Vascular cognitive impairment has been related to dysfunction of the central cholinergic system. Studies exploring the putative relationship between vascular cognitive impairment and cholinergic dysfunction have largely been aimed at symptomatic cholinergic treatment rather than focusing on etiological and pathological factors. The present study characterizes chronic responses of the cholinergic system to focal cerebral infarction. Two separate experiments investigated changes in receptor responsiveness versus changes in cell number after photothrombotic infarction of the frontal cortex in rat brain. First, we conducted pharmacological magnetic resonance imaging (phMRI) together with pilocarpine injection to assess relative cerebral blood volume (CBV) responses related to cholinergic muscarinic receptor activation. PhMRI was conducted at 1 and 3 weeks after photothrombotic infarction of either the left or right frontal cortex. Second, stereological assessment was performed on choline acetyltransferase (ChAT)-immunostained sections to determine cholinergic cell body count in several basal forebrain nuclei at 4 weeks after infarction. Significant reductions in relative CBV responses were observed both inside the ischemic area at 1 and 3 weeks, and in areas distant from the lesion at 3 weeks after right-sided frontal cortical infarction. In contrast, cholinergic cell number remained unchanged. These results demonstrate that cholinergic receptor responsiveness may be significantly altered following cerebral infarction, while projecting cholinergic cells are preserved.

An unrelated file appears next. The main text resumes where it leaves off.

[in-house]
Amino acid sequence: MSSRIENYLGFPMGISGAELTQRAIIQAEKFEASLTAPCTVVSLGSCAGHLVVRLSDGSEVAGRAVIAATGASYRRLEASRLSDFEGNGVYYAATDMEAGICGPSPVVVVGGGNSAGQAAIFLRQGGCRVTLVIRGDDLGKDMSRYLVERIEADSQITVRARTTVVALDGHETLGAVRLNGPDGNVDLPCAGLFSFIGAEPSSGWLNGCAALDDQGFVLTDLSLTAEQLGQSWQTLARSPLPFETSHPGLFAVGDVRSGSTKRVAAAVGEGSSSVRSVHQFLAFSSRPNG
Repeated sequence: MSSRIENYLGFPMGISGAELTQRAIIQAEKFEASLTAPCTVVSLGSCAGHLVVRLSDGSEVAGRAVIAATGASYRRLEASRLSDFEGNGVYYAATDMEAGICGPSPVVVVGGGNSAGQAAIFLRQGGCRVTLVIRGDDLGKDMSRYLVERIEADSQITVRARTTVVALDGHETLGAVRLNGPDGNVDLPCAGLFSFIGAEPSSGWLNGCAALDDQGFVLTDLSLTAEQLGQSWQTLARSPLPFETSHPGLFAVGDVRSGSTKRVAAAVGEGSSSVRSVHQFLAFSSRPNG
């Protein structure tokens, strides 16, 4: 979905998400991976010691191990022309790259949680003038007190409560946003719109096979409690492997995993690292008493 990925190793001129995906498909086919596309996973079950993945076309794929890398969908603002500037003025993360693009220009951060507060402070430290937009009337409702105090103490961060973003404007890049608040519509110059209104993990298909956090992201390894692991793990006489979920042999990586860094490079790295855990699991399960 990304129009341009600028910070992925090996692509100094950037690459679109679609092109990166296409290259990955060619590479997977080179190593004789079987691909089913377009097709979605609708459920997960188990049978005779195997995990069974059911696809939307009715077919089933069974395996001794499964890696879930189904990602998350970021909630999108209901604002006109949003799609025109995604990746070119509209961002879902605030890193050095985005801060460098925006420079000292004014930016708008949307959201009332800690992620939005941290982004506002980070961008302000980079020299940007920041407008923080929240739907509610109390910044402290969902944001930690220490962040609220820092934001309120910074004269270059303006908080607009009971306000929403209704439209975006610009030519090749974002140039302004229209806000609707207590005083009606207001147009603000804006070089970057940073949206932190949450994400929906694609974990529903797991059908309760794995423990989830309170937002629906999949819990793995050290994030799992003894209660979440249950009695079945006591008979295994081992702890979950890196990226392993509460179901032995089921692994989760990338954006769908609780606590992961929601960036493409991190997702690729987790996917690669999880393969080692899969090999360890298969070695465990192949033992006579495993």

- Vascular cognitive impairment